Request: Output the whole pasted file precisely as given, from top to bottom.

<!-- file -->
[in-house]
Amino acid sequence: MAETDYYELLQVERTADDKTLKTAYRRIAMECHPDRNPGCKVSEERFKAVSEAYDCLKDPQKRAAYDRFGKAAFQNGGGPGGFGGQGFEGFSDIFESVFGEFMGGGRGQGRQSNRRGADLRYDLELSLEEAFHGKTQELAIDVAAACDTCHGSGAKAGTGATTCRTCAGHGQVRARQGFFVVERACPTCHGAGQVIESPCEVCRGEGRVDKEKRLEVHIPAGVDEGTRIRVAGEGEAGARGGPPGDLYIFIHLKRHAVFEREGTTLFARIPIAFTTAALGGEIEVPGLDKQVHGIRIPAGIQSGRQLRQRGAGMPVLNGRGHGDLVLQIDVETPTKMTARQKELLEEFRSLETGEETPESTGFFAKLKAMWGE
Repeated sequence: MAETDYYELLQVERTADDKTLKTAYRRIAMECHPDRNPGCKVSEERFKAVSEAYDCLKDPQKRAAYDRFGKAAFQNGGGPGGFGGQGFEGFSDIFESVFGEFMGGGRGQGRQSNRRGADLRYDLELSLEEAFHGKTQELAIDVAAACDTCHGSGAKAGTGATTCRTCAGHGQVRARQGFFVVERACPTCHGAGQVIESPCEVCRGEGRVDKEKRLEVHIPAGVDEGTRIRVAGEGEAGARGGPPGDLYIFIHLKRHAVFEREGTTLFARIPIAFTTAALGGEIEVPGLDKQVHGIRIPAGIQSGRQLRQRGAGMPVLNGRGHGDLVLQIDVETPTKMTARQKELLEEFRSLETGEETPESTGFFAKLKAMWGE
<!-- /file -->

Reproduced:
[in-house]
Amino acid sequence: MAETDYYELLQVERTADDKTLKTAYRRIAMECHPDRNPGCKVSEERFKAVSEAYDCLKDPQKRAAYDRFGKAAFQNGGGPGGFGGQGFEGFSDIFESVFGEFMGGGRGQGRQSNRRGADLRYDLELSLEEAFHGKTQELAIDVAAACDTCHGSGAKAGTGATTCRTCAGHGQVRARQGFFVVERACPTCHGAGQVIESPCEVCRGEGRVDKEKRLEVHIPAGVDEGTRIRVAGEGEAGARGGPPGDLYIFIHLKRHAVFEREGTTLFARIPIAFTTAALGGEIEVPGLDKQVHGIRIPAGIQSGRQLRQRGAGMPVLNGRGHGDLVLQIDVETPTKMTARQKELLEEFRSLETGEETPESTGFFAKLKAMWGE
Repeated sequence: MAETDYYELLQVERTADDKTLKTAYRRIAMECHPDRNPGCKVSEERFKAVSEAYDCLKDPQKRAAYDRFGKAAFQNGGGPGGFGGQGFEGFSDIFESVFGEFMGGGRGQGRQSNRRGADLRYDLELSLEEAFHGKTQELAIDVAAACDTCHGSGAKAGTGATTCRTCAGHGQVRARQGFFVVERACPTCHGAGQVIESPCEVCRGEGRVDKEKRLEVHIPAGVDEGTRIRVAGEGEAGARGGPPGDLYIFIHLKRHAVFEREGTTLFARIPIAFTTAALGGEIEVPGLDKQVHGIRIPAGIQSGRQLRQRGAGMPVLNGRGHGDLVLQIDVETPTKMTARQKELLEEFRSLETGEETPESTGFFAKLKAMWGE